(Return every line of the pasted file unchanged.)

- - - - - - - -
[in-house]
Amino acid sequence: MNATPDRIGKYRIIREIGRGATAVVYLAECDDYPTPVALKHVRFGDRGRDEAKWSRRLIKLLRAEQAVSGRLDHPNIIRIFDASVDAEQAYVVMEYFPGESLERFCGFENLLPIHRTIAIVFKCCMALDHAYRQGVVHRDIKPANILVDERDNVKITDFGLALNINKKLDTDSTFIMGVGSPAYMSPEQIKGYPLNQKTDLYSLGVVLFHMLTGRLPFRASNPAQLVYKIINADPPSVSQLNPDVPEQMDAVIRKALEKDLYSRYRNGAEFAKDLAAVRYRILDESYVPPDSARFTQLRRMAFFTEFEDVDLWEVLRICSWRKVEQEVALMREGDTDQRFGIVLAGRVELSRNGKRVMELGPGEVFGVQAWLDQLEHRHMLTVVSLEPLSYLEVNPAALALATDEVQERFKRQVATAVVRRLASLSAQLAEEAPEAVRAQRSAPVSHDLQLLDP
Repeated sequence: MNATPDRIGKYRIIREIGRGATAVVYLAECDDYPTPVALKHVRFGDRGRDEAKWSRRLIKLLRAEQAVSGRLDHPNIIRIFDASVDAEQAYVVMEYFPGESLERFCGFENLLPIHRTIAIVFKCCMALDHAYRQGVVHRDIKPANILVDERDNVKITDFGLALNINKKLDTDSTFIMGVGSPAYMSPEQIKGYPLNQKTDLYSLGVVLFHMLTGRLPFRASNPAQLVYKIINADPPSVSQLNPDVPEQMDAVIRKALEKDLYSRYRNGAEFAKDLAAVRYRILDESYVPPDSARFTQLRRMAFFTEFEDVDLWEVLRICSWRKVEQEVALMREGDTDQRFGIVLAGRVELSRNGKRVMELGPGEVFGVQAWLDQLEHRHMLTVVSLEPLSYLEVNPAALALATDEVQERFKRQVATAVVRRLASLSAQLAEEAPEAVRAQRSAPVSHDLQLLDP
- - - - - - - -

[in-house]
Amino acid sequence: MNATPDRIGKYRIIREIGRGATAVVYLAECDDYPTPVALKHVRFGDRGRDEAKWSRRLIKLLRAEQAVSGRLDHPNIIRIFDASVDAEQAYVVMEYFPGESLERFCGFENLLPIHRTIAIVFKCCMALDHAYRQGVVHRDIKPANILVDERDNVKITDFGLALNINKKLDTDSTFIMGVGSPAYMSPEQIKGYPLNQKTDLYSLGVVLFHMLTGRLPFRASNPAQLVYKIINADPPSVSQLNPDVPEQMDAVIRKALEKDLYSRYRNGAEFAKDLAAVRYRILDESYVPPDSARFTQLRRMAFFTEFEDVDLWEVLRICSWRKVEQEVALMREGDTDQRFGIVLAGRVELSRNGKRVMELGPGEVFGVQAWLDQLEHRHMLTVVSLEPLSYLEVNPAALALATDEVQERFKRQVATAVVRRLASLSAQLAEEAPEAVRAQRSAPVSHDLQLLDP
Repeated sequence: MNATPDRIGKYRIIREIGRGATAVVYLAECDDYPTPVALKHVRFGDRGRDEAKWSRRLIKLLRAEQAVSGRLDHPNIIRIFDASVDAEQAYVVMEYFPGESLERFCGFENLLPIHRTIAIVFKCCMALDHAYRQGVVHRDIKPANILVDERDNVKITDFGLALNINKKLDTDSTFIMGVGSPAYMSPEQIKGYPLNQKTDLYSLGVVLFHMLTGRLPFRASNPAQLVYKIINADPPSVSQLNPDVPEQMDAVIRKALEKDLYSRYRNGAEFAKDLAAVRYRILDESYVPPDSARFTQLRRMAFFTEFEDVDLWEVLRICSWRKVEQEVALMREGDTDQRFGIVLAGRVELSRNGKRVMELGPGEVFGVQAWLDQLEHRHMLTVVSLEPLSYLEVNPAALALATDEVQERFKRQVATAVVRRLASLSAQLAEEAPEAVRAQRSAPVSHDLQLLDP